3) I had a childhood crush on Charlie’s Angels. All of them. But primarily it was Cheryl Ladd who floated my boyhood prepubescent boat. This is odd as she is blonde and with very few exceptions I go for brunettes. I have a wonderful wife (brunette) who thankfully feels unthreatened by this early blonde obsession and bought me the boxed set of Charlie’s Angels for my birthday last year. It’s crass, it’s dated, it’s so unbelievably 1970’s (even though it was filmed in the 80’s) but Cheryl Ladd has still got “it”. Though she has now been usurped in my affections by Keeley Hawes. Gotta move with the times, right? (Yes my search to find something previously unknown and interesting to say about myself is becoming desperate.)
4) One of my most vivid school memories is of the school playing field being covered in daddy-long-legs at the end of September / beginning of October (back when the seasons worked properly). One kid in a year below me made the mistake of charging towards the seething mass screaming out loud. One disoriented daddy-long-legs – evidently its bearings lost or fancying a kamikaze-style last act – promptly flew into the boy’s open mouth. Folks, it really is possible for a human being to turn bright green.
5) I have never in my entire life eaten steak. I don’t know why. I don’t have anything against red meat (though I’d hate to see my own going underneath Gordon Ramsay’s knife). I’ve just never ordered or desired a steak. Does this mean I am not a real man?
6) I used to write stories as a young boy where I was a superhero called Donny Osmond (look, I saw an Osmond cartoon once and it made an impression, OK?) and I had a gang of superhero friends who ranged (unsurprisingly) from the lovely ladies of Charlie’s Angels, the good guys from Star Wars, Logan and Jessica from Logan’s Run and for some weird reason Abba. I still have the stories – all hand written in little exercise books – beneath the bed. One memorable scene features my grandparents flying X-Wing fighters to blow up a humungous enemy star ship piloted by the evil Witchy Woo Hoo. It is my life’s ambition to make it available in all good books shops.
OK. Now for the tagging part. With apologies I’m tagging Tris, Inchy, Kaz, Brother Tobias, Kate and Amanda though please don’t feel you have to.
And lastly – the rules:
1. Link to the person who tagged you
2. Post the rules on your blog
3. Write six random things about yourself
4. Tag six people at the end of your post and link to them
5. Let each person know they've been tagged and leave a comment on their blog
6. Let the tagger know when your entry is up.
Good luck and God speed.
Monday, October 20, 2008
I don’t wear a hat but like most non-hat-wearers I’d secretly like to.
Or rather I’d like to have the style and panache to get away with wearing a hat without looking like a complete dick.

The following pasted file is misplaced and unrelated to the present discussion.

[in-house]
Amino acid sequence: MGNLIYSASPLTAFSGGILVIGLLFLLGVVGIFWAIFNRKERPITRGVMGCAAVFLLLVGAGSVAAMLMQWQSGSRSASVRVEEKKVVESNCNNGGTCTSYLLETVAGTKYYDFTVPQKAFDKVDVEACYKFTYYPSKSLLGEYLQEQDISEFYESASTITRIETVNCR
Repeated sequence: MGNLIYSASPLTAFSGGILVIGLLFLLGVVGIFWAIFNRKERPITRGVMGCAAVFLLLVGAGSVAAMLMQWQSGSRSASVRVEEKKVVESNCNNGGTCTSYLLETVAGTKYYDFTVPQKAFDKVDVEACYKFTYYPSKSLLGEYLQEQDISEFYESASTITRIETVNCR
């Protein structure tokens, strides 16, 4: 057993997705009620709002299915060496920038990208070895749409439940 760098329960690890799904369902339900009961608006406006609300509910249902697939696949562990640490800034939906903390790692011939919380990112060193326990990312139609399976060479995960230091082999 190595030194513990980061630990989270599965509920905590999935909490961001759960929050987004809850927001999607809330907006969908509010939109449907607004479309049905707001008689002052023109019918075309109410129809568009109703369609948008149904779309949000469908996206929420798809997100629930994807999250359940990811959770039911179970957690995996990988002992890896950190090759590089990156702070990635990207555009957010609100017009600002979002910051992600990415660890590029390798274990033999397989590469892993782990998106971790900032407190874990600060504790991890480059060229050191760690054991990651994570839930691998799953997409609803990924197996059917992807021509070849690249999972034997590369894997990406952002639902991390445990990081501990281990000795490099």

Over the years I’ve tried several in my vain attempts to find some skull-wear that actually suits me: panamas, trilbies, the ubiquitous baseball cap, even at one time a Goth cowboy hat courtesy of a brief dalliance with The Field Of The Nephilim.
And I’ve looked an idiot in all of them.
Of course it may be that I look an idiot out of them too but nevertheless I have persevered faithfully in my search.
Until finally, last year, during a wet week in Wales, I came at last across my bonnet paramour in a tacky climbing / souvenir shop in Betws-y-Coed.
The good old fashioned Great British cloth-cap.
I think Karen was as stunned as I was. My God. Here it is. A hat that actually suits me.
I didn’t buy it.
I have a penchant for wearing proper waterproof hill-walking jackets having given up on the efficacy of umbrellas years ago (they’re just mini money pits). Couple such a jacket with such a hat and you have...
...Foggy from Last Of The Summer Wine.
Need I say more? I may not have much choice when it comes to fashionable head gear but credit me with some sartorial sense.
Friday, October 17, 2008
I can tell.
Not from the fact that my hair is going grey at the sides (though this is a definite indication of approaching decrepitude). Not from the fact it takes very little these days to give me a bad back. And not even from the fact that if I have to run anywhere I no longer take any pleasure in the sensation of getting there quicker.
I can tell I’m getting old because ‘young people’ annoy the living hell out of me.
Young adults. Youngsters. Teens... OK, OK. To be more exact: students.
I’m now into my last academic year of a part-time English degree that has taken me well over a decade to complete. When I started it back in the nineties I felt I had far more in common with the young full-time students who shared the seminars than the grouchy semi-retired mature part-timers. I felt I was still young and hip and wore my spring chicken-ness with pride along with my indie band t-shirts and my waist-length hair (oh yes, it’s all true).